|Here's the graphic|
everything gets from now on.
It makes me crazy.
But I do have one rule. I don't know how it came about, but of all the stuff in my syllabus there's one thing I hold on to. Homework, assignments, and essays must be stapled.
It's bold faced. I'm not even joking. I mention it in class. I talk about it before each thing comes in. I make a joke out of it, so they don't think I've gone completely out of my gourd. I bring staplers to class sometimes. I give them away sometimes. I buy the cheapo minis at our campus store and pass them out. I pick up old ones that the library is going to toss, clean them, oil them, fill them, and pass them out.
I don't even care if my students call me the Stapler Nazi. I figure it's good to be known as something other than just some faceless teaching drone.
So, staplers, you get it? I'm adamant about stapling the work that comes in. And I won't bore you, but seriously, papers get mixed up, they slide around in a big briefcase. Stuff gets lost, mixed in. It slows down my grading. It takes longer to get work back. There's the endless bullshit of, "well maybe you lost it."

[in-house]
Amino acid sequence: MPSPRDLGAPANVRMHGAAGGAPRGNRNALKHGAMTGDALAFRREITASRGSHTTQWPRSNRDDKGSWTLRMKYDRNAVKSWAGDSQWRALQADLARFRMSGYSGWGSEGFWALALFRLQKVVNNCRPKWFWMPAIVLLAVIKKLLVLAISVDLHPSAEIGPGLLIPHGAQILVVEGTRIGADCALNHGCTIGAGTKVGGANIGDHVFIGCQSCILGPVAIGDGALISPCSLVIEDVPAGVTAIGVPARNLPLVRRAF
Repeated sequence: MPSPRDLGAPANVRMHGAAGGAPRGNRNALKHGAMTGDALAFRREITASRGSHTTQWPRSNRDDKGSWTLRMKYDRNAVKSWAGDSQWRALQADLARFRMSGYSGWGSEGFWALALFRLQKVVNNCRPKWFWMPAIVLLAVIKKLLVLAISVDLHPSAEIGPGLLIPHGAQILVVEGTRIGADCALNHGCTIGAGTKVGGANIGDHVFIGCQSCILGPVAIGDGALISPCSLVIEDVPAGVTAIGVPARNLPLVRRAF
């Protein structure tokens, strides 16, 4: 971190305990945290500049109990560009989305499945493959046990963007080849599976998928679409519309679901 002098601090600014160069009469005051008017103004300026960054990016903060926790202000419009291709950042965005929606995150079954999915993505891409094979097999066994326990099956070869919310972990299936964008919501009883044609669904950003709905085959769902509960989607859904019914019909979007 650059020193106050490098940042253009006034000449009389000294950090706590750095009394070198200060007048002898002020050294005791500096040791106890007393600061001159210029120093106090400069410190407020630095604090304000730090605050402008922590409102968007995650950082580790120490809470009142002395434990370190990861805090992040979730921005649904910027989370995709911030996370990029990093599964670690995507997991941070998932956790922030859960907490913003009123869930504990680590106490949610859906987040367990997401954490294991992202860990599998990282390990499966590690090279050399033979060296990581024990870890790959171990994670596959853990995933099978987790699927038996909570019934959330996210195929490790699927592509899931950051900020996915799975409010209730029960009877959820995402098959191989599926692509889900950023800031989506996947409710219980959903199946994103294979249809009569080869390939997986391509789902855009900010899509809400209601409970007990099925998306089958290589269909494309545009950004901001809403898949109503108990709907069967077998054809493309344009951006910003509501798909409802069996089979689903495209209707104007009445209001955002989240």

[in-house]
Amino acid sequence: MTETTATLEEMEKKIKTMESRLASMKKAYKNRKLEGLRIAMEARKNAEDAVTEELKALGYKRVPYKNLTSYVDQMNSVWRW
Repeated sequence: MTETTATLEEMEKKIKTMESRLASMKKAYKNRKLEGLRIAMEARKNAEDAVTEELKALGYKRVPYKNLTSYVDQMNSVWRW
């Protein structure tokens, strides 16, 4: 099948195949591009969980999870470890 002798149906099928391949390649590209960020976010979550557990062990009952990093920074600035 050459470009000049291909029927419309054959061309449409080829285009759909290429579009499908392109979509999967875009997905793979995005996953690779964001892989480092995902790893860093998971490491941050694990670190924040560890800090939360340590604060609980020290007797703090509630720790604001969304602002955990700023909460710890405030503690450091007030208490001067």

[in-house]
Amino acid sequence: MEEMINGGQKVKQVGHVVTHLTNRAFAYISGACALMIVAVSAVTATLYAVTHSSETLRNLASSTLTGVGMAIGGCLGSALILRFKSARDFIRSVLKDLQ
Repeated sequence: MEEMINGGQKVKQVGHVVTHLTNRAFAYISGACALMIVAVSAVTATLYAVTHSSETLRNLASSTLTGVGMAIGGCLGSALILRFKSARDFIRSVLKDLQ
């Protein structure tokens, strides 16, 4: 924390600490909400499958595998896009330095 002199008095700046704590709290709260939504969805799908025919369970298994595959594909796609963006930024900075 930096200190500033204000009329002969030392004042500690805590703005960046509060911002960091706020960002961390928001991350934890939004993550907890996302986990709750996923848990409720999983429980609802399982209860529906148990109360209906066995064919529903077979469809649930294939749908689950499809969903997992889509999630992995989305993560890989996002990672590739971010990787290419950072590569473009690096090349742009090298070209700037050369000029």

My students turn in something almost every day, even if it's just +/- stuff for homework. Staple it, I say. I won't even take it if it's not stapled. That's the RULE. I've given up almost everywhere else. I've let the heathens in through every opening otherwise, but not on this. The world's gone mad, the economy is in shambles, overpopulation, drought, mad cow, Lyme disease, whatever. But you turn in something to me, and it has to be stapled.
So, Jeremy, sweet Jeremy, who's been in my class for 6 weeks now, hands me 20 sheets of rough drafts, notes, graphs, worksheets, etc. as I'm leaving class. I'm late. He's missed most of class because he was getting his stuff together. He catches me at the classroom door and follows along with his excuses while I go down the stairs.
He pulls out the unruly sheaf of papers at the front door. He proffers them. I can see they're fluttering in the breeze, no staple, no nothing. 20 loose sheets of paper that account for about 15% of his grade for the term.
"Stapled?" I say, gulping.
"Uh, couldn't find one," he says, and then he plops them in my hand.
He starts down the stairs, and I stare at the stack of papers. A boy coming up bumps me, and just then a breeze swoops across. Jeremy's papers go everywhere. Fluttering. It's October leaves. They fly and spin and shoot across my field of vision.
Then I see Jeremy at the bottom of the stairs. His mouth is open. He's starting to laugh. "I turned them IN," he says. "You took them. It's your problem NOW..." And he starts into a jog, away from me, across the quad, while his papers still fly free.